Second, the authors and signatories of the statement have made it clear that they affirm the priority of divine grace in nearly every article of the statement, including article two. Indeed, article two itself states, “While no sinner is remotely capable of achieving salvation through his own effort, we deny that any sinner is saved apart from a free response to the Holy Spirit’s drawing through the Gospel.” Moreover, article four, on “The Grace of God,” states, “We affirm that grace is God’s generous decision to provide salvation for any person by taking all of the initiative in providing atonement, in freely offering the Gospel in the power of the Holy Spirit, and in uniting the believer to Christ through the Holy Spirit by faith.” A careful reading of the document thus indicates that the signatories believe that faith comes to human beings as an act of divine grace, just as the cross and the proclamation of the gospel are acts of divine grace. Personally, I have always taught my students that divine grace has the priority in salvation, from beginning to end, and I will continue to do so.
We do not claim to know all the details of how divine sovereignty relates to human responsibility, because we do not believe Scripture reveals all those details. We do claim, however, that God is sovereign and gracious and that man is simultaneously responsible to believe in the gospel of Jesus Christ, because these things are revealed in Scripture. We approach theology this way because we are satisfied that the Word of God is the sufficient and unique authority for Christian theological reflection. Church history is helpful as a laboratory for the exposition of Scripture, which is our authority, but the Christian tradition with its condemnatory councils and burnings of human beings does not carry any authority for us “traditionalist” Baptists. (Honestly, for this reason, I don’t really care for the term “traditionalist,” and prefer “Biblicist” or “Baptist,” but others object to our use of those terms.) Systematic theology is also helpful, but it is a human response to divine revelation, and not authoritative in and of itself, as I recently discussed elsewhere.
Now, the appeal for clarity: Please, as you enter this conversation, whatever position you take, clearly substantiate your claims. Substantiation helps with clarity in definition and discussion. Feel free to use tradition as part of your substantiation, if you must, but please join it primarily with direct appeals to Scripture. The statement cites plenty of Scripture and we are ready to engage those texts and any biblical text from a Christ-centered perspective. I would covet your engagement with me in the holy writ. I am more comfortable and happier there than anywhere, for the Bible is God’s Word and He talks to me there deeply in my heart (Romans 10). Please also clearly state where you stand on an issue. I have stated my position, and I would like to hear what you believe Scripture says. We can learn from each other that way.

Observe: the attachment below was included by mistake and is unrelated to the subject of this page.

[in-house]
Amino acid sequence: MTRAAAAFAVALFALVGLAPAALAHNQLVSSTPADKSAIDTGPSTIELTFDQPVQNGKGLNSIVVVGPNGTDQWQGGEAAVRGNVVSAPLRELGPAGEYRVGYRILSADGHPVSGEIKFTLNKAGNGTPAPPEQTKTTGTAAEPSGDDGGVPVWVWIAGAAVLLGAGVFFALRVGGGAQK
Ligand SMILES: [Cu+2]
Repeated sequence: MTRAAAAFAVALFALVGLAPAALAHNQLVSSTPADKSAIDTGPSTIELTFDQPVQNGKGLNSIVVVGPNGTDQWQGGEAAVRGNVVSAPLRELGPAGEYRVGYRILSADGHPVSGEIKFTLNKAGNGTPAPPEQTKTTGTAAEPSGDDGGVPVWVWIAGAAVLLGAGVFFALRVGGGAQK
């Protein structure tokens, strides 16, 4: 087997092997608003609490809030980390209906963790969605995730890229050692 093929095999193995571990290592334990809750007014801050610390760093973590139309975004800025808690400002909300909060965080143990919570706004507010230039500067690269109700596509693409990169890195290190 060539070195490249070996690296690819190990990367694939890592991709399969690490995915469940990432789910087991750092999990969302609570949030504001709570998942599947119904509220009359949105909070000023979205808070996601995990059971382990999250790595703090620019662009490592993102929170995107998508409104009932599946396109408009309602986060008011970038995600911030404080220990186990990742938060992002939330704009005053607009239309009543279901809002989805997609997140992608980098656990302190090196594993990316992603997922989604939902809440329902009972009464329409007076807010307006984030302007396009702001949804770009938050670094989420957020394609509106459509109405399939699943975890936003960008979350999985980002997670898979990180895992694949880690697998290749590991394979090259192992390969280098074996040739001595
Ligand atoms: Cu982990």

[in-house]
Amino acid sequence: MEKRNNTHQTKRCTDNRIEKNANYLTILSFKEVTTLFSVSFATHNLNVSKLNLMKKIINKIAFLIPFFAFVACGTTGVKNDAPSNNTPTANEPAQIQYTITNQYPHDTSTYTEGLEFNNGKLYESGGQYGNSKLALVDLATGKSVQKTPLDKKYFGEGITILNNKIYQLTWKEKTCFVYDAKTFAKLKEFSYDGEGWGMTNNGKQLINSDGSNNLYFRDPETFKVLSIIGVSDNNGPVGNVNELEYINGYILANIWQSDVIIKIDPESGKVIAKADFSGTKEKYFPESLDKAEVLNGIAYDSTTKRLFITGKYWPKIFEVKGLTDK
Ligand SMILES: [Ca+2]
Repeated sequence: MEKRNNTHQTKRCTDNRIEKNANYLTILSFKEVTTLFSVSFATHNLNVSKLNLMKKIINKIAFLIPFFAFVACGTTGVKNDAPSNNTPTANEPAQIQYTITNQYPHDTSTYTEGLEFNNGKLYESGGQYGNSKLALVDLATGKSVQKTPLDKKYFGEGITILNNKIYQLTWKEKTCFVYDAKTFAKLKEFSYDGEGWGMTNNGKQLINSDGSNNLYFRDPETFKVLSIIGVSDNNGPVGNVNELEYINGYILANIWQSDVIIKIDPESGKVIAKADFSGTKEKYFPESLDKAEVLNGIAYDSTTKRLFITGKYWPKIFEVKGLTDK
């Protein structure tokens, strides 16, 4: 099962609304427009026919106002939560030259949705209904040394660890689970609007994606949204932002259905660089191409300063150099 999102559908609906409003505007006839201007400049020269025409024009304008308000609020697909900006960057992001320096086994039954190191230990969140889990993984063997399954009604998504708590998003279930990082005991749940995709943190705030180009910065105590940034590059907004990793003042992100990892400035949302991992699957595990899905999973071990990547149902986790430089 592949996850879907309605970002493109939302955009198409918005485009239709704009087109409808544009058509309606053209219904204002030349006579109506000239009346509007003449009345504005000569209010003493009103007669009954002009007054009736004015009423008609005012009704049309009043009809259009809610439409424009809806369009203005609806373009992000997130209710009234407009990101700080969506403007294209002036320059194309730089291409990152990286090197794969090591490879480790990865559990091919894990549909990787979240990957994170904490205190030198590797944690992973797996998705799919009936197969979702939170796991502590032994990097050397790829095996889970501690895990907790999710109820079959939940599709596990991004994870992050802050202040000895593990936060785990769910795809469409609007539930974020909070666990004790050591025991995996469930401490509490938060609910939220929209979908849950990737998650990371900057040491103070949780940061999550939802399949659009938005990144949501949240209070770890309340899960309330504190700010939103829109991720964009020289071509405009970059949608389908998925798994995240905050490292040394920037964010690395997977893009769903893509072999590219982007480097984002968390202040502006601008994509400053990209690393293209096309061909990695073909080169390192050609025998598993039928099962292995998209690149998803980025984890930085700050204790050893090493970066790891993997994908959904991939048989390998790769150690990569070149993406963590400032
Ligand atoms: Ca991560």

Alongside this appeal for clarity, I ask you to join me in a commitment to charity. Paul says that we should be at peace with all men, “as much as is in you” (Romans 12:18). I know that my sinful flesh is at war with the spirit in me, and I hope you will join me in committing to letting the Holy Spirit, who brings joy and peace within, reign within. As part of this commitment, it would be helpful if all of us refrain even from the appearance of speaking evil of our brothers, including the use of inflammatory words like “heretic,” “hyper-Calvinist,” and “semi-Pelagian.” This will only be possible as a work of grace, but I still hope we will respond responsibly to His grace. Peace to you, my brothers in Christ, Calvinist or otherwise.